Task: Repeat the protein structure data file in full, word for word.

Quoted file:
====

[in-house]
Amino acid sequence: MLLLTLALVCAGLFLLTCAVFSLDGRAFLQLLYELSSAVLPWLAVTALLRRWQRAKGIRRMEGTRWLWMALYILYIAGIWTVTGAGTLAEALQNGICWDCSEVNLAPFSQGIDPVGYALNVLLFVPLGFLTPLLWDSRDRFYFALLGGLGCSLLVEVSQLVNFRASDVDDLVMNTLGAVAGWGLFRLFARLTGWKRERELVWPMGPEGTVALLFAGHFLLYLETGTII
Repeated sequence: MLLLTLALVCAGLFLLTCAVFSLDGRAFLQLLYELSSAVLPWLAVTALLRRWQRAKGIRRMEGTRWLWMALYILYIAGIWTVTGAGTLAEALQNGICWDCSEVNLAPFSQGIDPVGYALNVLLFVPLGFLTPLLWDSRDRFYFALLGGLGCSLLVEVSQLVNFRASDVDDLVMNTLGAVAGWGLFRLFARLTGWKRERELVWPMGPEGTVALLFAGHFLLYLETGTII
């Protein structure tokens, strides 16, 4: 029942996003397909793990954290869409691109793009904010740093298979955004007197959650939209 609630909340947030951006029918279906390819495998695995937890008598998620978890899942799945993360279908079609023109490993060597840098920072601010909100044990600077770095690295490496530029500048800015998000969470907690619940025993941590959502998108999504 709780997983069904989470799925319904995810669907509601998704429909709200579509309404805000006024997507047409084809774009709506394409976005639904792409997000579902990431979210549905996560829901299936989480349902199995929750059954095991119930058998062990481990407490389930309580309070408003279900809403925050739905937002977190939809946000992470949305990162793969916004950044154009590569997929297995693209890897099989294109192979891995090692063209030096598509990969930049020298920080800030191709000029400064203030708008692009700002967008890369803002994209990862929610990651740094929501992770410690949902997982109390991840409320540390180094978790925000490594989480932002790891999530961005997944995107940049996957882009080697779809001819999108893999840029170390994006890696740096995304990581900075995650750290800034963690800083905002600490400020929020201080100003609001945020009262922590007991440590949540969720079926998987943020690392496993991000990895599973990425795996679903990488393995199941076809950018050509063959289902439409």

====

[in-house]
Amino acid sequence: MLLLTLALVCAGLFLLTCAVFSLDGRAFLQLLYELSSAVLPWLAVTALLRRWQRAKGIRRMEGTRWLWMALYILYIAGIWTVTGAGTLAEALQNGICWDCSEVNLAPFSQGIDPVGYALNVLLFVPLGFLTPLLWDSRDRFYFALLGGLGCSLLVEVSQLVNFRASDVDDLVMNTLGAVAGWGLFRLFARLTGWKRERELVWPMGPEGTVALLFAGHFLLYLETGTII
Repeated sequence: MLLLTLALVCAGLFLLTCAVFSLDGRAFLQLLYELSSAVLPWLAVTALLRRWQRAKGIRRMEGTRWLWMALYILYIAGIWTVTGAGTLAEALQNGICWDCSEVNLAPFSQGIDPVGYALNVLLFVPLGFLTPLLWDSRDRFYFALLGGLGCSLLVEVSQLVNFRASDVDDLVMNTLGAVAGWGLFRLFARLTGWKRERELVWPMGPEGTVALLFAGHFLLYLETGTII
């Protein structure tokens, strides 16, 4: 029942996003397909793990954290869409691109793009904010740093298979955004007197959650939209 609630909340947030951006029918279906390819495998695995937890008598998620978890899942799945993360279908079609023109490993060597840098920072601010909100044990600077770095690295490496530029500048800015998000969470907690619940025993941590959502998108999504 709780997983069904989470799925319904995810669907509601998704429909709200579509309404805000006024997507047409084809774009709506394409976005639904792409997000579902990431979210549905996560829901299936989480349902199995929750059954095991119930058998062990481990407490389930309580309070408003279900809403925050739905937002977190939809946000992470949305990162793969916004950044154009590569997929297995693209890897099989294109192979891995090692063209030096598509990969930049020298920080800030191709000029400064203030708008692009700002967008890369803002994209990862929610990651740094929501992770410690949902997982109390991840409320540390180094978790925000490594989480932002790891999530961005997944995107940049996957882009080697779809001819999108893999840029170390994006890696740096995304990581900075995650750290800034963690800083905002600490400020929020201080100003609001945020009262922590007991440590949540969720079926998987943020690392496993991000990895599973990425795996679903990488393995199941076809950018050509063959289902439409």